To calculate the number of schools needed, the number of schools was multiplied by the number of schoolchildren in the sample and divided by the total number of 12-year-olds in the city, resulting in a sample of 41 schools. The sample was proportionally distributed into seven health districts (Central, Eastern, Northwestern, Northern, Western, Southwestern, and Southern). In each district, schools were randomly drawn using a sampling interval, which was calculated by dividing the total number of schools in each district by the total number of schools in the seven districts.

A total of 2,962 children were assessed in the 41 selected schools.

Data collection

The data were collected through oral clinical examinations by six teams, consisting of one dentist and one recorder who had been trained and calibrated according to the criteria used in the 2010 Brazilian National Survey of Oral Health.2020 Roncalli AG, Silva NN, Nascimento AC, Freitas CHSM, Casotti E, Peres KG, et al. Relevant methodological issues from the SBBrasil 2010 Project for national health surveys. Cad Saude Publica. 2012;28(Suppl):s40-s57. Portuguese. The inter-examiner kappa coefficient for malocclusion ranged from 0.65 to 1.00, showing good to excellent reproducibility.

A mouth mirror and a WHO periodontal probe were employed, under natural light, for the intraoral examinations at the schools. The children were examined while seated in their school chairs.

The Dental Aesthetic Index (DAI), as described in the WHO manual,2121 World Health Organization. Oral health surveys: basic methods. 4th ed. Geneva: World Health Organization; 1997. 93 p. was used to evaluate occlusion. This index mathematically links the clinical and aesthetic components to achieve a single score (from 13 to 230), which combines the physical and aesthetic aspects of occlusion,2222 Bapu V, Gopu H. Assessment of orthodontic treatment need according to Dental Aesthetic Index. J Dent Sci Res. 2011 Sep;2(2):1-5. allowing for its classification into: normal or mild (13-25), definite (26-30), severe (31-35), and very severe or handicapping malocclusion (36-230).

Other clinical variables were: caries experience, characterized by the presence or absence of visible caries in permanent teeth, and unhealthy/adverse gingival condition, assessed as presence or absence of calculus and/or bleeding on probing, measured by the Community Periodontal Index.2121 World Health Organization. Oral health surveys: basic methods. 4th ed. Geneva: World Health Organization; 1997. 93 p. Gingival bleeding and calculus were registered separately.

The following information on students’ demographic and socioeconomic characteristics was collected: sex, self-reported race, and mother’s level of schooling. Self-reported race followed the criteria proposed by the Brazilian Institute of Geography and Statistics (Instituto Brasileiro de Geografia e Estatística – IBGE): white, black, brown, yellow (individuals of Asian origin), or indigenous. Mother’s level of schooling considered completed years of education and was obtained from the students’ school records.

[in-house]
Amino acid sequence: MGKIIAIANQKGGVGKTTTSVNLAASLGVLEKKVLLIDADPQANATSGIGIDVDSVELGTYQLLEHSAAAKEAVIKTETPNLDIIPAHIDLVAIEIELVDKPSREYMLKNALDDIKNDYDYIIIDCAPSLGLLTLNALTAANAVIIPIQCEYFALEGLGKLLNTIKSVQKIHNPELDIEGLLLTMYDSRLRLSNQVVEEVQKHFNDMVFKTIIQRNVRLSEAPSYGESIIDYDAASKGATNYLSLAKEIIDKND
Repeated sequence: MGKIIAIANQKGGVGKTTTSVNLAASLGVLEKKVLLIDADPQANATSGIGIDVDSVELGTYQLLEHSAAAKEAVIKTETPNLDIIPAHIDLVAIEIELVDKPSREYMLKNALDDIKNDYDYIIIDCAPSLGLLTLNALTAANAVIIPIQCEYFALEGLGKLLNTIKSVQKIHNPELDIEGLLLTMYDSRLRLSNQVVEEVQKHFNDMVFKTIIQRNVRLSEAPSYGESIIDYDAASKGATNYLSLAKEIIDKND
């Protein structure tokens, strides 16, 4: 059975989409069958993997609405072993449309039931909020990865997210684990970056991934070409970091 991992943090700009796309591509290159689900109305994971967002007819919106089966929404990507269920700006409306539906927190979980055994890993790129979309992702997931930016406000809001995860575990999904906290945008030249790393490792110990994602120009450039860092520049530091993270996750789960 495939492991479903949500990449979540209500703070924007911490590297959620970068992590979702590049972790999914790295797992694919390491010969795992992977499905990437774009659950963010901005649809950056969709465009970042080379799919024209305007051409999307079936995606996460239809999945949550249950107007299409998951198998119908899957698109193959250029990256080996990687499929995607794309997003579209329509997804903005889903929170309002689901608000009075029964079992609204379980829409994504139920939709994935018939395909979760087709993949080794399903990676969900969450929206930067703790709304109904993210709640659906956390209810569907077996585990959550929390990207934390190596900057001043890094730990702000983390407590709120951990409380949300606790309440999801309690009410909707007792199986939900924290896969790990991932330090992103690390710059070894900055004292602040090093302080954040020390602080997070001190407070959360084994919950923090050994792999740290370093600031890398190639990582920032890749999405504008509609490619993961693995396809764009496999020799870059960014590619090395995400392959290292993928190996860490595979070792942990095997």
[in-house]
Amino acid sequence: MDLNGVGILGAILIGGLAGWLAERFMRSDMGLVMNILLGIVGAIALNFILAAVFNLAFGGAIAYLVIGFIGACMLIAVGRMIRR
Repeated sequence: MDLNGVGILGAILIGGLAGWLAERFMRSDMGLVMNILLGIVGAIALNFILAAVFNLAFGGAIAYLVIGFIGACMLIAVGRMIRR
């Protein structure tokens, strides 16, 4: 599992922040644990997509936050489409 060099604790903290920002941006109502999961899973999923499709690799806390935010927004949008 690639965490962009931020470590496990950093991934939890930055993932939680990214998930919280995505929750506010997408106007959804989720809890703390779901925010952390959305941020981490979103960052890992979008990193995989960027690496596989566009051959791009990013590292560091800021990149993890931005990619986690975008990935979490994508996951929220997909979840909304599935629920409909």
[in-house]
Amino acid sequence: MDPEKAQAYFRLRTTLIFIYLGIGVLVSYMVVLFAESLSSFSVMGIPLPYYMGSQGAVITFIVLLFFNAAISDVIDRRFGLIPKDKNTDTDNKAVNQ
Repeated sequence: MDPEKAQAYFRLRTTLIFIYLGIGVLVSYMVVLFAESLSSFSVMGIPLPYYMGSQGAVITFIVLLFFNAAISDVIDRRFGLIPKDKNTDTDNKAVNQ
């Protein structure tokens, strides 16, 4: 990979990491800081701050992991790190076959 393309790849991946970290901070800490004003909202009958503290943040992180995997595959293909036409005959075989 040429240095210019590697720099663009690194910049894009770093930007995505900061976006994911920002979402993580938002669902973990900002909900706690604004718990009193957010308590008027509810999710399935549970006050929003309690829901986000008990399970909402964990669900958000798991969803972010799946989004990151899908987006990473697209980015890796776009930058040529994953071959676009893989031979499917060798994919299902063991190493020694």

The secondary data included the city’s health districts where the schools were located (classified according to socioeconomic indicators), and type of school (public or private).

Data analysis

The presence of malocclusion was used as the dependent variable, and assessed by the DAI score, which was dichotomized as Yes (DAI > 25) or No (DAI ≤ 25). The independent variables were sorted into two levels of data organization: individual (schoolchildren) and contextual (health districts and schools). At the individual level, one demographic (sex), two socioeconomic (students’ race and their mothers’ level of schooling), and two clinical variables (calculus and/or gingival bleeding and caries experience) were analyzed. Race was categorized into white and non-white. The mothers’ level of schooling was grouped according to the Brazilian educational system as: less than eight years of schooling (incomplete lower secondary education), from eight to eleven years of schooling (complete lower or upper secondary education), and more than eleven years of schooling (admission into higher education).

The health districts where schools were located and the type of school were used as the contextual variables. The health districts were grouped according to socioeconomic characteristics, such as basic sanitation, family income, level of schooling, and housing conditions, as classified by the health authorities, as follows: Group I - Central-Campinas, with the best indicators; Group II - North, South, and East, with intermediate indicators; and Group III - Southwest, West, and Northwest, with the worst indicators.

The independent variables were described according to the prevalence of malocclusion using 95% confidence intervals. The Rao-Scott test checked for dependence between the variables, using the Stata 12© software (Stata Corp., College Station, USA).

A multilevel analysis with random intercept2323 Goldstein H. Multilevel Statistic Models. London: Arnold; 2003. 272 p. was then conducted, considering three levels: health districts, schools, and schoolchildren, using a hierarchical model (Figure). Simple and multiple logistic regression models were adopted to estimate the odds ratio (OR) as effect measure, with 95% confidence intervals. At each hierarchical level, the variables with P-values less than 0.25 in the bivariate analysis were tested in the multiple regression models. Variables with p < 0.05 remained in the final model of each block. All associations were adjusted for covariates positioned at the same and at the upper levels. Multilevel analysis was performed using the MLwiN 2.02© software (Centre for Multilevel Modelling, University of Bristol, Bristol, UK). The sample weights derived from the sample design were considered for all analyses.